Parents of slain journalist drawing on faith

August 21, 2014

Once again, John and Diane Foley appeared on national television to speak about their son, conflict journalist James Foley.

Only this time, on August 20, it wasn’t to plead for his release from captors but to thank the public for the outpouring of support that has flooded in since officials confirmed a videotaped killing of their son by the Islamic State in Iraq and Syria was authentic.

"We know Jimmy's free," John Foley said, standing in front of the family home in Rochester, New Hampshire, according to The Huffington Post. "And we know he's in God's hands."

Diane Foley and the family’s pastor spoke of James Foley’s sense of mission, according to the Boston Globe.

“He felt compelled to be a witness to people in conflict,” she said. “He died for that compassion and that love, and I pray that he can be remembered that way and that he not have died in vain.”

Paul Gousse of Our Lady of the Holy Rosary parish in Rochester said James Foley “had a love for people who were oppressed, and he wanted people in the world to know of their suffering.”

In years past, the Foleys have taken to television to draw attention to the cause of their son, who was abducted in November 2012 in Syria and also held captive for 44 days in 2011 after being captured in Libya.

Writing of that time in a published letter to Marquette University in Milwaukee, his undergraduate alma mater, 

James Foley had described family as having "a strong faith.”

He was able to speak to his mother by phone once from Libya, and she told him, "So many people are praying for you."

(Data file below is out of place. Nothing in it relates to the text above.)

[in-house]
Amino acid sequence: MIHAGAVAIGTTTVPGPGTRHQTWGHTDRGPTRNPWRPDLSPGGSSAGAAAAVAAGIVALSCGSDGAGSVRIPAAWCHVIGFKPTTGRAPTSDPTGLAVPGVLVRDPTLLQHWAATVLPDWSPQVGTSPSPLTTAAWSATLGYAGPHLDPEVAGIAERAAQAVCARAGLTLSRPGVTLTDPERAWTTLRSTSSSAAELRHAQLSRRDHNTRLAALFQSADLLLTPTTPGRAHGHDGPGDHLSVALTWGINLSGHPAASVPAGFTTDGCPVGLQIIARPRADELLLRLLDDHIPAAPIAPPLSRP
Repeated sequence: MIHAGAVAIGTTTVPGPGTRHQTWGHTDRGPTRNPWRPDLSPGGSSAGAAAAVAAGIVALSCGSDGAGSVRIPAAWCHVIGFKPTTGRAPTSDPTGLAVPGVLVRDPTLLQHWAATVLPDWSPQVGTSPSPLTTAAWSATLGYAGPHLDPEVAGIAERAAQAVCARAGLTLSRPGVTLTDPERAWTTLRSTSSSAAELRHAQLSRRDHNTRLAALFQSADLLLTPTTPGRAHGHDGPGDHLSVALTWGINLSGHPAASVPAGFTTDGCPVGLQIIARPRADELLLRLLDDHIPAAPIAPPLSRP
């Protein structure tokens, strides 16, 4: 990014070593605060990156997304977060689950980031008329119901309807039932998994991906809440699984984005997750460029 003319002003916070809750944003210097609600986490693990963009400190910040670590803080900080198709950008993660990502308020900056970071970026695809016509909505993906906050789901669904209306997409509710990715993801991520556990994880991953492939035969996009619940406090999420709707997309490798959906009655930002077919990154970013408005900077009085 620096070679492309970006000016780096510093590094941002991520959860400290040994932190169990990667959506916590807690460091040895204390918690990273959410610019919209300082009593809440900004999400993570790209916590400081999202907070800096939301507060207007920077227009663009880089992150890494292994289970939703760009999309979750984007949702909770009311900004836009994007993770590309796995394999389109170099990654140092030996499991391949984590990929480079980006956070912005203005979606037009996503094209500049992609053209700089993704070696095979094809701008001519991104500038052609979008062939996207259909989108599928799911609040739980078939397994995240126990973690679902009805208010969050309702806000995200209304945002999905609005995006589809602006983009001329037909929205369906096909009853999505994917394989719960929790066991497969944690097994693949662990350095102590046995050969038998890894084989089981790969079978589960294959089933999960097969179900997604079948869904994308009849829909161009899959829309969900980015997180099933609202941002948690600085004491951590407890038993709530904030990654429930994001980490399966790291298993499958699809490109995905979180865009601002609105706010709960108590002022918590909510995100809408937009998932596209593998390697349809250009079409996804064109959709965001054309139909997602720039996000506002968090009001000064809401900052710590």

Through prayer, "I knew I wasn’t alone," he wrote. "If nothing else, prayer was the glue that enabled my freedom, an inner freedom first and later the miracle of being released during a war in which the regime had no real incentive to free us. It didn’t make sense, but faith did."

After Foley disappeared in 2012, his parents launched to serve as a clearinghouse for information that might lead to his release. In October 2013, they joined Today’s Matt Lauer to wish their still-captive son a happy 40th birthday and to keep his cause alive. Even when interviewers noted that Foley’s career took him to many volatile places, his father was quick to defend him.

“He’s not reckless,” John Foley said. “He’s been doing this conflict reporting for almost eight years.”

The Foleys said August 20 that their son was the oldest of their five children and that his attraction to reporting from war-torn areas came from having brothers who served in the military.

Journalist Max Fisher of Vox described Foley as a person of quiet but strong faith. He noted that Foley helped organize a memorial fund for the family of photographer Anton Hammerl, who was killed in Libya in 2011 at the same time that Foley was kidnapped.

Fisher said, “Jim’s faith was something we all agreed not to discuss publicly while he was held in Syria, but it was the wellspring of his generosity."

This article was edited August 25, 2014.

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